Leet Botnet delivers 650 Gbps DDoS attack with junk packets made up of system files and embedded content
Mirai Botnet, the main culprit behind the massive Internet outage that hit East Coast and the Mid-West United States on 21st October has lost its DDoS crown to a new botnet called Leet Botnet. Up to now, the massive GBs required to power the DDoS attacks were due to millions of security cameras, routers and other Internet of Things connected devices which were infected with Mirai malware. Now researchers at DDoS mitigation service provider, Imperva have discovered a new botnet service called Leet Botnet which is capable of delivering DDoS attacks of 650 Gbps or more.
Imperva which helps websites protect against DDoS attacks, says it protected a client undergoing a DDoS attack of over 650 Gbps and over 150 million packets per seconds (Mpps) on December 21. The attack came in two different waves, both which attacked Imperva’s network after the attacker was unable to determine the target’s real IP address, which had been hidden behind the company’s mesh of proxy servers.
The first wave, as seen in the graphs above, peaked at 400 Gbps and lasted only 20 minutes. Seeing that the first flood barely made a dent, the attacker came back five minutes later with a larger DDoS cannon which fired junk packets of 650 Gbps on the Imperva network. Imperva says that that attacker tried to bring down its network for 17 minutes before realizing the futility called off his/her attack.
The Imperva crew named this unknown botnet as Leet because various TCP options in the junk traffic packets were arranged in such a way to spell out “1337,” which stands for “elite” in L33t speak.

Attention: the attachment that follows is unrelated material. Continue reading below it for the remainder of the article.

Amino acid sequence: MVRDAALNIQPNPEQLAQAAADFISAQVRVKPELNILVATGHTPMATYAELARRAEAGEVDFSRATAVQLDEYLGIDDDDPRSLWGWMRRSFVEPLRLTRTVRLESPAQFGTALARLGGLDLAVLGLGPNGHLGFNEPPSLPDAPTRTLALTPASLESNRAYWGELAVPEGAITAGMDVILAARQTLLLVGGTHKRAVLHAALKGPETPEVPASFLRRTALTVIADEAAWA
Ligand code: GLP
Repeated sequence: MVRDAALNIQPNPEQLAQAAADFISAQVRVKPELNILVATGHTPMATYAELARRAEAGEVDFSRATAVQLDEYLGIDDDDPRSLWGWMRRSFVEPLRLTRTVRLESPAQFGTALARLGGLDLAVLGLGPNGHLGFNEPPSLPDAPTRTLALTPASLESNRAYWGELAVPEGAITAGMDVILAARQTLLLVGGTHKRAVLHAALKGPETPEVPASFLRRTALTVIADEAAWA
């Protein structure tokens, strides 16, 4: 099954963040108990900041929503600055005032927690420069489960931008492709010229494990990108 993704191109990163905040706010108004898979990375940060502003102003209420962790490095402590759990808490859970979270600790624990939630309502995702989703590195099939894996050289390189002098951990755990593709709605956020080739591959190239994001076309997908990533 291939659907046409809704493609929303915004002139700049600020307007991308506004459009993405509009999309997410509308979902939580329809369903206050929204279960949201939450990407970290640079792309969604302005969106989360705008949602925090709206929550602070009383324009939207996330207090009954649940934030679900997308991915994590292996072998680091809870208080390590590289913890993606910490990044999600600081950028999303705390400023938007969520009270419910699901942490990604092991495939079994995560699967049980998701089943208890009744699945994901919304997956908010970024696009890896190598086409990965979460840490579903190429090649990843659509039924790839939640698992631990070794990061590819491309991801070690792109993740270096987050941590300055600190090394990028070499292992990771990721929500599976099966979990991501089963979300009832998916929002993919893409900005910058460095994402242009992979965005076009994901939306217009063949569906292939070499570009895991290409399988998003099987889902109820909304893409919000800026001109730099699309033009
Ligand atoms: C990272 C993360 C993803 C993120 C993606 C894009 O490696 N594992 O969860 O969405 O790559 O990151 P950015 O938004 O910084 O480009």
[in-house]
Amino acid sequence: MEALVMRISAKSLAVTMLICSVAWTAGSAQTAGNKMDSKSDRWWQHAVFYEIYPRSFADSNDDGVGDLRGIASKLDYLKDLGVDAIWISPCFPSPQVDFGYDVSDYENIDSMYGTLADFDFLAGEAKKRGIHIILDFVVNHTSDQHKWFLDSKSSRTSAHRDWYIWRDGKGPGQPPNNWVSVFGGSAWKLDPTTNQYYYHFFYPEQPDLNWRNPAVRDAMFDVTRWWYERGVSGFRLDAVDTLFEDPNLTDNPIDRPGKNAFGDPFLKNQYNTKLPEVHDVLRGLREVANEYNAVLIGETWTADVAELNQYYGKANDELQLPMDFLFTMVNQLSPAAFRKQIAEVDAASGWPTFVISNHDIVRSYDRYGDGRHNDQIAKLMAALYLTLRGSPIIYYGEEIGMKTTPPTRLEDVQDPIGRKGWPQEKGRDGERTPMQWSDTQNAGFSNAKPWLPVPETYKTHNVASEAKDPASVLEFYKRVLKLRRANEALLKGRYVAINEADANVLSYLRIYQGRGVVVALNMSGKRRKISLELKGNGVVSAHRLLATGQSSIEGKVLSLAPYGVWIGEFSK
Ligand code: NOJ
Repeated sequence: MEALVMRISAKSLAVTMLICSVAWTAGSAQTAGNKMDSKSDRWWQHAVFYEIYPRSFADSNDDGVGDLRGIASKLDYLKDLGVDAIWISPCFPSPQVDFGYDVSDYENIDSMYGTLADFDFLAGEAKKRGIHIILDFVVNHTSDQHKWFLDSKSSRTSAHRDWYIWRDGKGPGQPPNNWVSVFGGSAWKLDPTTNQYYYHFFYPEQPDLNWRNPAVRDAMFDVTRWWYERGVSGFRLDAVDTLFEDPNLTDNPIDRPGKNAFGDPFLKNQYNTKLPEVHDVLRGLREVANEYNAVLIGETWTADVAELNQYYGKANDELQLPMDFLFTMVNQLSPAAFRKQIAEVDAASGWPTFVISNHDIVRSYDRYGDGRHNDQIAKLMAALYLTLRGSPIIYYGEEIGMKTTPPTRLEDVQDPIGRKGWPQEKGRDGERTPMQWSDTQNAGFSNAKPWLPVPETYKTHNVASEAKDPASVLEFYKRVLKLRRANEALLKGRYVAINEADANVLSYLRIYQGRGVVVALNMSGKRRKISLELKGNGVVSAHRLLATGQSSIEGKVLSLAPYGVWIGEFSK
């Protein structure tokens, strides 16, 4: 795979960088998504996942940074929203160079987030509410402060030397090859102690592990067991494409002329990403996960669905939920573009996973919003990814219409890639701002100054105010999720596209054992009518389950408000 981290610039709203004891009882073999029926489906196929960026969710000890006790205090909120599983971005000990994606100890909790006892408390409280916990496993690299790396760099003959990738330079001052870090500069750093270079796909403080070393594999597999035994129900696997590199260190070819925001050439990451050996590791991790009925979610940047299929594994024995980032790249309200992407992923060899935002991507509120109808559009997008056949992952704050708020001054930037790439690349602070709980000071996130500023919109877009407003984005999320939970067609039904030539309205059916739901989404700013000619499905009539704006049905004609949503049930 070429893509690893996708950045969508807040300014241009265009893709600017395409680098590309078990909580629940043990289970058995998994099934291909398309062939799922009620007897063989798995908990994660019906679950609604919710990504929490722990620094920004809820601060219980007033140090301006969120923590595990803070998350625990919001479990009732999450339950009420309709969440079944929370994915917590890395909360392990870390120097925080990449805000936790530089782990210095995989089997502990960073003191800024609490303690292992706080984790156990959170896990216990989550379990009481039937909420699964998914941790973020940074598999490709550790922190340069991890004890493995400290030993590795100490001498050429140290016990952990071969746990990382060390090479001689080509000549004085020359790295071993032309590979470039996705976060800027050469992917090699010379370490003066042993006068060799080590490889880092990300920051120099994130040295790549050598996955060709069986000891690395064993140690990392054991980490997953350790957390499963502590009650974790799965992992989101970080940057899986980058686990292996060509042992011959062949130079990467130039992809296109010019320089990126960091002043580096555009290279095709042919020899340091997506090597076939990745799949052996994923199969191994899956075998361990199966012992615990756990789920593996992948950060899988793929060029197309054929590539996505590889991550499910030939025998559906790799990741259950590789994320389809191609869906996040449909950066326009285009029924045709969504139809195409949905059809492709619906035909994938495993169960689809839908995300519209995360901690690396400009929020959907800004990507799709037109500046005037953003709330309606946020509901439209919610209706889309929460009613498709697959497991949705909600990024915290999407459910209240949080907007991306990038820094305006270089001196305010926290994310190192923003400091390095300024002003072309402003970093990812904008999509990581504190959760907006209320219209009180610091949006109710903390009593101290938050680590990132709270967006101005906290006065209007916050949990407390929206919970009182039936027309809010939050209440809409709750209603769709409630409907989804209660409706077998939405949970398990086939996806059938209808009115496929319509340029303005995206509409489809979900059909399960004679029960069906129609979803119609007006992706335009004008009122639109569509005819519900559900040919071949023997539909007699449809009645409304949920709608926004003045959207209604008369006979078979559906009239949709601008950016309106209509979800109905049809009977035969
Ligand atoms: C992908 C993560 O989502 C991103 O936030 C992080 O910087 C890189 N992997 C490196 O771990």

Differences between Mirai botnet and Leet botnet
Researchers found three main differences in the way the two botnets differed. Mirai botnet is powered by a malware and infected Internet of Things devices and hence lack the technical capabilities to launch large SYN attacks while Leet Botnet seems to build just for doing that.
The second difference is that the DDoS attack packets via Mirai botnet were all hardcoded with several TCP options while Leet Botnet did not have those.
Lastly, Mirai botnet junk packets were made up of random-generated strings. For the Leet Botnet attack, the attackers had taken content from actual system files, embedded the content in the DDoS attack’s TCP packets, and sent it to flood the Imperva’s network.
Imperva researchers says that this is what led them to a conclusion that this DDoS attack was powered by a non-Mirai botnet and had the makings of a new botnet. Also, the Leet botnet wasn’t attributed to infected IoT devices and up to now no botnet made up of zombie desktop computers has been able to achieve such high GBs for a DDoS attacks.